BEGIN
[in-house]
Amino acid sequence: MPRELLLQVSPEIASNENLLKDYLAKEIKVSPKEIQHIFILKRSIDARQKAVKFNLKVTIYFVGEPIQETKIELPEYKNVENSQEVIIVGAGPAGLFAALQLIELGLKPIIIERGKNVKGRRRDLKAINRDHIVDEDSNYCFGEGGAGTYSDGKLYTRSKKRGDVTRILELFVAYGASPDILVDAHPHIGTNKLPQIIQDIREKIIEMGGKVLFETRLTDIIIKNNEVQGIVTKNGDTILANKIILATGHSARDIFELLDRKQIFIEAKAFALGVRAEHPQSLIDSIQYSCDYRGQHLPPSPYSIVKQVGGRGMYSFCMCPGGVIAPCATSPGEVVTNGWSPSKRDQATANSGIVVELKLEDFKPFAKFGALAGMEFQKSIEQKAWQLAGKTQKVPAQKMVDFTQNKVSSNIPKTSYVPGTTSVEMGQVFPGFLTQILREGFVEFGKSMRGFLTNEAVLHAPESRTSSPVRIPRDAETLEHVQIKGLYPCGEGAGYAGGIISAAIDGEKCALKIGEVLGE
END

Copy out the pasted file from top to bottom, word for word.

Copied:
[in-house]
Amino acid sequence: MPRELLLQVSPEIASNENLLKDYLAKEIKVSPKEIQHIFILKRSIDARQKAVKFNLKVTIYFVGEPIQETKIELPEYKNVENSQEVIIVGAGPAGLFAALQLIELGLKPIIIERGKNVKGRRRDLKAINRDHIVDEDSNYCFGEGGAGTYSDGKLYTRSKKRGDVTRILELFVAYGASPDILVDAHPHIGTNKLPQIIQDIREKIIEMGGKVLFETRLTDIIIKNNEVQGIVTKNGDTILANKIILATGHSARDIFELLDRKQIFIEAKAFALGVRAEHPQSLIDSIQYSCDYRGQHLPPSPYSIVKQVGGRGMYSFCMCPGGVIAPCATSPGEVVTNGWSPSKRDQATANSGIVVELKLEDFKPFAKFGALAGMEFQKSIEQKAWQLAGKTQKVPAQKMVDFTQNKVSSNIPKTSYVPGTTSVEMGQVFPGFLTQILREGFVEFGKSMRGFLTNEAVLHAPESRTSSPVRIPRDAETLEHVQIKGLYPCGEGAGYAGGIISAAIDGEKCALKIGEVLGE